A barcode system has a barcode and a reader. The readers scan the barcodes and then send the digital data to a computer system. Here, the data is decoded into its original form, making it easy to interpret.
There are two types of barcodes:
- 1-D barcodes
- 2-D barcodes
1-D barcodes include UPC and EAN codes. They have a single line of vertical bars that represent data. On the other hand, 2-D barcodes have multiple lines of stacked and interleaved symbols representing multi-dimensional pieces of information.
Additionally, 1-D barcodes depend on internet connectivity, while 2-D codes can work without the internet. As such, you should use 1-D barcodes if your data is likely to change frequently.
Benefits of Barcode System over RFID System
While an RFID system is better than a barcode system in many aspects, there are several aspects where the former beats the latter. Here are some of the advantages of barcodes over RFID systems:
- Scalability. Printing barcodes is far easier than attaching RFIDs to every product. Barcodes are printed on packaging by printers that are widely available in the market at low prices, making them affordable even for small retailers.
- Lower Cost. Barcodes are easier to implement, and they do not require wireless resources, which means that they work on wired networks only, minimizing the cost involved in the installation.
- Low Maintenance. Barcode systems do not require any maintenance, and hence the overall process is smooth.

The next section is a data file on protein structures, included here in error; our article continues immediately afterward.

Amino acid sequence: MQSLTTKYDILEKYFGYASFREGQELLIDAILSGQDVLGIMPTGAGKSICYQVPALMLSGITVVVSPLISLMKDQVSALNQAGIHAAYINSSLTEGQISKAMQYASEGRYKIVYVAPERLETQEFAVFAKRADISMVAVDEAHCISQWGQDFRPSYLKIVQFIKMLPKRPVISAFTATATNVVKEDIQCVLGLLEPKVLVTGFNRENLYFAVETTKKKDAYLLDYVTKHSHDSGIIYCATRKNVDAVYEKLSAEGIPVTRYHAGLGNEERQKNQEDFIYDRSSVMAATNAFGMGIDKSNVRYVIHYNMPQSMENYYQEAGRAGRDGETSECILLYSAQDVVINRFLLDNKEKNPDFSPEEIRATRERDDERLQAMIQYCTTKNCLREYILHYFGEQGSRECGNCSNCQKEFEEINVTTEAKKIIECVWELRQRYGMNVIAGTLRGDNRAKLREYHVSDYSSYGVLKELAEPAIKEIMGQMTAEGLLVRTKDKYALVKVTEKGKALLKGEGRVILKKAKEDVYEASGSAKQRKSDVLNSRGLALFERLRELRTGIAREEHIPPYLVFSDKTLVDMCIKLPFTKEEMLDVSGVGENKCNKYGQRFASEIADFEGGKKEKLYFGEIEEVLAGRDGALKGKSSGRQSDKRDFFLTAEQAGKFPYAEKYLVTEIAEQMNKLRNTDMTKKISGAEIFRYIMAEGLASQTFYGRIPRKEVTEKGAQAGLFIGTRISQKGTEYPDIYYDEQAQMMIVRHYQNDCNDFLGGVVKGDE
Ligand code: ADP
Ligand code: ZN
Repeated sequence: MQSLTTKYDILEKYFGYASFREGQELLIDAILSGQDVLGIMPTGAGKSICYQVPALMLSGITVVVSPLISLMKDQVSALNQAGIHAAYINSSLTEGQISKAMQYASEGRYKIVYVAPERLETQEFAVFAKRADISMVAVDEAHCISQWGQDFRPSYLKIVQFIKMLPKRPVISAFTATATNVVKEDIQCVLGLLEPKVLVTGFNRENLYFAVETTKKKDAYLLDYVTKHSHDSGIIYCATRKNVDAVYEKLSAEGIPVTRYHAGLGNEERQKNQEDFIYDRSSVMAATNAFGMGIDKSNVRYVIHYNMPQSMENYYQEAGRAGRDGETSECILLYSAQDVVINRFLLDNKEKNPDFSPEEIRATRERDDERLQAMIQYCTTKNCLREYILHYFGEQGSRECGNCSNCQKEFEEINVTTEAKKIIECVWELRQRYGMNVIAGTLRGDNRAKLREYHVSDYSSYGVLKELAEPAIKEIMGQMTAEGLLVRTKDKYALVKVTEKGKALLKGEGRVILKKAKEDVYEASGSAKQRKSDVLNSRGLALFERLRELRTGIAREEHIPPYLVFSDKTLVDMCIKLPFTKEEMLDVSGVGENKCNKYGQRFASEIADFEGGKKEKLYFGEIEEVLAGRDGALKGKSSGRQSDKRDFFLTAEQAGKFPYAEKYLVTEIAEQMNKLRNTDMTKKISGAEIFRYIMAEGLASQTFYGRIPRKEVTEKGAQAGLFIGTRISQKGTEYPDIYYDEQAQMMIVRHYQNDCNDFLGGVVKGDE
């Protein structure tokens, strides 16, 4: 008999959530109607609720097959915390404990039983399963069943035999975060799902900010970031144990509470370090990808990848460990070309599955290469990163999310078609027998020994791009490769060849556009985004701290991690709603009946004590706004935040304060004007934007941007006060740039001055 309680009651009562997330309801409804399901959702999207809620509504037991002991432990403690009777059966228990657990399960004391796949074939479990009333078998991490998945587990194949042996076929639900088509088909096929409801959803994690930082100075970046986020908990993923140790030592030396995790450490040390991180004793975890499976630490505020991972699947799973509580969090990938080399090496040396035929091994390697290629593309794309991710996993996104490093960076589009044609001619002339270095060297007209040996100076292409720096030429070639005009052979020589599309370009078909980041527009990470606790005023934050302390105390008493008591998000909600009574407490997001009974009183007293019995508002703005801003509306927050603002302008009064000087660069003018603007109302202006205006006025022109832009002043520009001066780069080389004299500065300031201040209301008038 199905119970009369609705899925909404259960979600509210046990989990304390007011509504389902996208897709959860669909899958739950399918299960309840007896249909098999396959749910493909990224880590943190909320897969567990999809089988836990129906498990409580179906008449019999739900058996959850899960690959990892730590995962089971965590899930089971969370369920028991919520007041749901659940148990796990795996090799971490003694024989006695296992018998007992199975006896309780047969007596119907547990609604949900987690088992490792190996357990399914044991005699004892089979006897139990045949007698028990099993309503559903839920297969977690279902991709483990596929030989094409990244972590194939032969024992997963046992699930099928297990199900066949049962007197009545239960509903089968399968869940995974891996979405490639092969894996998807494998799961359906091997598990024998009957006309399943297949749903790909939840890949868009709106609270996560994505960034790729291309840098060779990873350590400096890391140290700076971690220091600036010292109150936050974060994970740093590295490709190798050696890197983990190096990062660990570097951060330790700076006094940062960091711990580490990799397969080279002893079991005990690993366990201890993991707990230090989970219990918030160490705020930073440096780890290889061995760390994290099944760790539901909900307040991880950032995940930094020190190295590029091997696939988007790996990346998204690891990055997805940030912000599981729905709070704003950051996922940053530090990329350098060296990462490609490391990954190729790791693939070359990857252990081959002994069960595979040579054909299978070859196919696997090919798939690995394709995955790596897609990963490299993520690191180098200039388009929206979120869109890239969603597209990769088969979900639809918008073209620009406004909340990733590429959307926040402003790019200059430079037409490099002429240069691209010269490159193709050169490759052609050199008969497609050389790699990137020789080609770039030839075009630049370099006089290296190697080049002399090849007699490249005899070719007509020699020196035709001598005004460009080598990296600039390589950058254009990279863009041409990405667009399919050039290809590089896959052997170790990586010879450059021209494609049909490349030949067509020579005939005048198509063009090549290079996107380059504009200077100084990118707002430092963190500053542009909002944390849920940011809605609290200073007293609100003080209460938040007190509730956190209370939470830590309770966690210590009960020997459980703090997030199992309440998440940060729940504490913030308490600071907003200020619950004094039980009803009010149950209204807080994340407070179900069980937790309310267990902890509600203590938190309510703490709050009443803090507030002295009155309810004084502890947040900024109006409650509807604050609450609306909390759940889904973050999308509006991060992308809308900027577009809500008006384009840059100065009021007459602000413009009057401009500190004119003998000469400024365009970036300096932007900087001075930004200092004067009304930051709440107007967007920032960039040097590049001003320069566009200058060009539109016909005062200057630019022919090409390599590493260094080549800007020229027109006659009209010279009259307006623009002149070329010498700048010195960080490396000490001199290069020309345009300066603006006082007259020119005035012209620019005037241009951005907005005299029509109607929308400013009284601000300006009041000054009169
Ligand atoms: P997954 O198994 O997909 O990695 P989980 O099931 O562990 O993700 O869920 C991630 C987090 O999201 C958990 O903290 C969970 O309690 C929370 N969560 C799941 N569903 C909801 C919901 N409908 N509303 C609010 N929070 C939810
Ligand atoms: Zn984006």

- Convenience. Barcode scanners are inexpensive and can be easily replaced when broken. On the other hand, RFID has a high initial cost which means that they have to be taken care of very well to avoid excessive expenditure in replacement.
What Is the Difference Between RFID and Barcode?
Both technologies have been around for decades, but they have recently become more popular as manufacturing and retail industries adopt them. They both provide unique benefits, but they are better suited to specific tasks.
RFID has one primary benefit over barcodes: It can be used with all types of devices.
Barcodes are read by handheld scanners, which limits their use to point-of-sale systems and inventory tracking systems.
RFID tags also have more memory capacity than barcodes. If you are deciding between a barcode and an RFID system, you should assess your specific needs to determine which technology suits you the best.
How to Choose Between Barcodes and RFID Labels
Both technologies have their benefits and drawbacks, so choosing between them requires an evaluation of your specific needs. If you’re struggling to determine which would work best for your business, here’s a list of considerations to help you make a decision
- Data Capacity
If you need to store a lot of data in your inventory, then RFID tags may be the way to go. For example, if your company ships products internationally and need to keep track of product weights and dimensions for customs forms, RFID tags offer more options than barcodes do.